So many new and old diets have come to light, but not all of them hold true to their claims. Some do fulfill their promises of rapid weight loss, while others do not even come close to their rumored benefits and with negative side effects to boot.
Finding the most ideal weight loss program for you isn’t just a matter of hearsay and empty promises. When it comes to your health, it’s much better to be safe than sorry.
Apple cider vinegar is used for killing weeds, making pickles, polishing armor, dressing salads and cleaning appliances. It has also been mentioned in ancient remedies as a cure to almost any ailment you can come up with. Apple cider vinegar with its many purported uses has also been known to be a health tonic with the ability to burn fat.
Nowadays, it’s not only sold as a condiment but a health supplement as well. Few uses of vinegar have been proven and even fewer have medical research to back up the claims.
People claim that consuming a small amount of apple cider vinegar everyday before meals curbs the appetite and can even burn fat. Though promising, the apple cider vinegar diet’s health benefits have little to no scientific evidence to support this claim.
Some medical uses of the apple cider vinegar diet include:
Cancer – Some studies have found that apple cider vinegar may have the power to kill or at least slow the growth of cancer cells. Eating vinegar has been associated with a decreased risk of cancer of the esophagus; conversely, it has also been linked to an increased risk of cancer of the bladder.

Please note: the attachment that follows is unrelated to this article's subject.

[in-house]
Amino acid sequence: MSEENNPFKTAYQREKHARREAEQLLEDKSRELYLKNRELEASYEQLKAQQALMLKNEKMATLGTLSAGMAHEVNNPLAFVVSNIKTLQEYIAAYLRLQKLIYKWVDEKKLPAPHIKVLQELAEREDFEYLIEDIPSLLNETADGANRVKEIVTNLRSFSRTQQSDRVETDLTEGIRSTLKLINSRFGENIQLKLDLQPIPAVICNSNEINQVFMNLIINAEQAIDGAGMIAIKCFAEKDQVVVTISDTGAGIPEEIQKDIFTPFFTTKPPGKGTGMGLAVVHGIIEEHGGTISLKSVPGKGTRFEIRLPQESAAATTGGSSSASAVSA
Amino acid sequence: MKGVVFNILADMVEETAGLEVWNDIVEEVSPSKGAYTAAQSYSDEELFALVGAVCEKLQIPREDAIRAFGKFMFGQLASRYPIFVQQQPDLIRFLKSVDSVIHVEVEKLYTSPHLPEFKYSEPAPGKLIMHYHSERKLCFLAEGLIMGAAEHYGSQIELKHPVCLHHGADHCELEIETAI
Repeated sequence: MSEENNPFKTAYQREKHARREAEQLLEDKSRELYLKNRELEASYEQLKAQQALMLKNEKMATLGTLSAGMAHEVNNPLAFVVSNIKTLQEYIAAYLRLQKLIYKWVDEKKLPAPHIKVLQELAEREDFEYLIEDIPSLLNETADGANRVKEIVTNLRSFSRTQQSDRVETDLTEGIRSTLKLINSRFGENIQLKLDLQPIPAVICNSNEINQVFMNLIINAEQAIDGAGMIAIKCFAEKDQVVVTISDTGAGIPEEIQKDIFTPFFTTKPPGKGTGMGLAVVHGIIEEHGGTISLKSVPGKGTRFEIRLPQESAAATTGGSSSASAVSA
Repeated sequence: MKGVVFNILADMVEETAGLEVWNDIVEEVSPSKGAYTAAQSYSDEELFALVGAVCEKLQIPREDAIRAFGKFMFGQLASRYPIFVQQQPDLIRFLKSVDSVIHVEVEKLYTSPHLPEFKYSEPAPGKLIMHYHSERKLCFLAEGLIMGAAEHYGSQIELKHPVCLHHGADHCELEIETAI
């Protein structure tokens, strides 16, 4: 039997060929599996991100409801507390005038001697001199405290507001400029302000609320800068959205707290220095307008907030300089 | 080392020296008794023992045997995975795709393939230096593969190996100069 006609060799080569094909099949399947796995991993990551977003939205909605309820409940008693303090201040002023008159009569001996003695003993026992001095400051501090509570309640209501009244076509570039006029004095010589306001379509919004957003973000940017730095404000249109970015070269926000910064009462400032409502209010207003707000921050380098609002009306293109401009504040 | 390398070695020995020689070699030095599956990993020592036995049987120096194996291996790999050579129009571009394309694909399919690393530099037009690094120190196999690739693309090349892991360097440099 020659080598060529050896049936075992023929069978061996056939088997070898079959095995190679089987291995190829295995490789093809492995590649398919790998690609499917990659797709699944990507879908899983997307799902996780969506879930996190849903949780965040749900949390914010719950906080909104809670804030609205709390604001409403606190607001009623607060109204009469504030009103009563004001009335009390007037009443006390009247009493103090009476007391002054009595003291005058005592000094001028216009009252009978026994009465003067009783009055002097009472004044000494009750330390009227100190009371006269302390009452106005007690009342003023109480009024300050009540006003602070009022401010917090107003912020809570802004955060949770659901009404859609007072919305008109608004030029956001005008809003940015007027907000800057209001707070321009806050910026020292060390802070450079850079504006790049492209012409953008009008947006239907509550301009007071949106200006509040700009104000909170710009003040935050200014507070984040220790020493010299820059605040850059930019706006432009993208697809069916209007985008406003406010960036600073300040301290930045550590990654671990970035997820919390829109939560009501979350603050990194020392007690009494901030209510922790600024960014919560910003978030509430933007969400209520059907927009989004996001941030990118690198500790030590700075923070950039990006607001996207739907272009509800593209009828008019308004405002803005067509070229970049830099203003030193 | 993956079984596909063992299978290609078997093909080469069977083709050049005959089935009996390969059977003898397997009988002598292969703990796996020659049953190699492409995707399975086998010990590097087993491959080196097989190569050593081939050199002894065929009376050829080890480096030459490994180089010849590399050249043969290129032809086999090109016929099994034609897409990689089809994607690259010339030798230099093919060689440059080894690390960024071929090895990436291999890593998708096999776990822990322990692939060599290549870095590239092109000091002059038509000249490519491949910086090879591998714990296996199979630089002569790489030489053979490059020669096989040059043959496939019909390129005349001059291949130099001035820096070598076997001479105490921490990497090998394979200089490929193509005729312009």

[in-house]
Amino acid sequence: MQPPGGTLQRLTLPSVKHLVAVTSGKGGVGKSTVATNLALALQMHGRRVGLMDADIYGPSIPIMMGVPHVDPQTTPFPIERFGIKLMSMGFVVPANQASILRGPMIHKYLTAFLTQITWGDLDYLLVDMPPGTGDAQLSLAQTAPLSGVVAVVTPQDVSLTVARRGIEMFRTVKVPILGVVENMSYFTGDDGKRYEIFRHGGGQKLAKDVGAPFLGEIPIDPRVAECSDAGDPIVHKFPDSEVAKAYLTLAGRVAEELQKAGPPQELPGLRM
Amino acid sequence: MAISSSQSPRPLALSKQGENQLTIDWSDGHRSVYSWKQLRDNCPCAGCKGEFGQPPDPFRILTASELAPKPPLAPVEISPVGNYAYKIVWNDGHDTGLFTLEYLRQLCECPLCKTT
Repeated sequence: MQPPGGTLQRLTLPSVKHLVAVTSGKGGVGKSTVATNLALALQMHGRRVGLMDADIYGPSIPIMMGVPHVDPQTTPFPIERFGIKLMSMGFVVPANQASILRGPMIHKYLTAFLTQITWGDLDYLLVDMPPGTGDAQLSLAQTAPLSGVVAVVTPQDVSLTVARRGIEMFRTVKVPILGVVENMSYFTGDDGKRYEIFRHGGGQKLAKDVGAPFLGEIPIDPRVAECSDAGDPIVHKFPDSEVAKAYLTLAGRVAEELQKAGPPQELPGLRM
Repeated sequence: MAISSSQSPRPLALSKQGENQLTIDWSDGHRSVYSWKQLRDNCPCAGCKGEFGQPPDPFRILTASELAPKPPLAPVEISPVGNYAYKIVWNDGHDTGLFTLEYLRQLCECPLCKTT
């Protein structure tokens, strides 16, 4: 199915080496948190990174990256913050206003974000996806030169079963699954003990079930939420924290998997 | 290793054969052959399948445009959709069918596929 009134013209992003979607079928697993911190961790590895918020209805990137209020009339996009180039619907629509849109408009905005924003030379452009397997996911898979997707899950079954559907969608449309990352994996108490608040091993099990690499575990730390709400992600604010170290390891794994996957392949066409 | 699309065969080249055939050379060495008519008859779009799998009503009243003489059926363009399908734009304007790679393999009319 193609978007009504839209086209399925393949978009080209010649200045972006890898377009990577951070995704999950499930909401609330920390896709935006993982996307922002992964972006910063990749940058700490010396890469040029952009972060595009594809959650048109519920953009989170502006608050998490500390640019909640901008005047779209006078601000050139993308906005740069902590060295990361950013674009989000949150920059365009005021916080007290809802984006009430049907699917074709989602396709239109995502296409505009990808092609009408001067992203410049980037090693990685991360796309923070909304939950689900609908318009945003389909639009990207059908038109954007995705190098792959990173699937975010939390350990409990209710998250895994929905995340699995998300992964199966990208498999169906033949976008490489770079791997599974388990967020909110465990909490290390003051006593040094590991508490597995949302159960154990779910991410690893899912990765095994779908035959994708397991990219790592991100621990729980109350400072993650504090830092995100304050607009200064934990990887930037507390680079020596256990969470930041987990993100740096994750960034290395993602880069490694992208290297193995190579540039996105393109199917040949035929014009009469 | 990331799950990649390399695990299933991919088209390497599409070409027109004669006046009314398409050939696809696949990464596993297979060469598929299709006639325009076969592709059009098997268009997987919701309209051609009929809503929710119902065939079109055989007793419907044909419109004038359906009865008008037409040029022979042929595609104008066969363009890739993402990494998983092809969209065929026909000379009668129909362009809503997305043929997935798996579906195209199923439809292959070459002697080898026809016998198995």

High cholesterol – A study conducted in 2006 showed lower levels of cholesterol in rats.
Diabetes – The effect of the apple cider vinegar diet on the body’s blood sugar is arguable one of the most promising among its purported health benefits. Several studies show that apple cider vinegar can lower the body’s glucose levels by 4-6%.
Consumption of apple cider vinegar is relatively safe; however it may cause some side effects such as these:
1. Since vinegar is acidic, drinking it in large amounts may irritate the throat.
2. Drugs such as insulin and diuretics may clash with apple cider vinegar, which could contribute towards lowered potassium levels or hypokalemia. Those with osteoporosis are advised to exercise caution.
3. Apple cider vinegar contains the chemical element, chromium, which has been known to affect the body’s insulin levels.
4. Apple cider vinegar may damage your tooth enamel if it is sipped. A handful of tablespoons of vinegar shouldn’t be too bad, but if you’re looking to drink it for an extended period of time, you could find yourself with weak teeth.
5. Those with allergic reactions to apples may be at risk from apple cider vinegar.
And the verdict is…
In my opinion, consuming apple cider vinegar is not an effective weight loss solution.
I don’t believe in the apple cider vinegar diet as a weight loss solution, as many of the studies that were conducted are still in their preliminary stages. They were tested on cells and animals in a laboratory setting. Larger, more widespread studies would have to be conducted for more conclusive results. It’s a hit or miss at this point, one that I don’t think is worth the risk.
Any health supplement that could increase the risk of any type of cancer doesn’t count as a health supplement in my book. It’s more like Russian roulette with your health.
If a health supplement’s health benefits are still shrouded in doubt, then it’s the same for its risks. Consult your doctor on the effectiveness of this health supplement when combined with other health conditions and medicines. The apple cider vinegar diet is sure to be around for years to come, but in the meantime, it’s time to lose weight the old-fashioned way—a healthy diet and hard work. ')}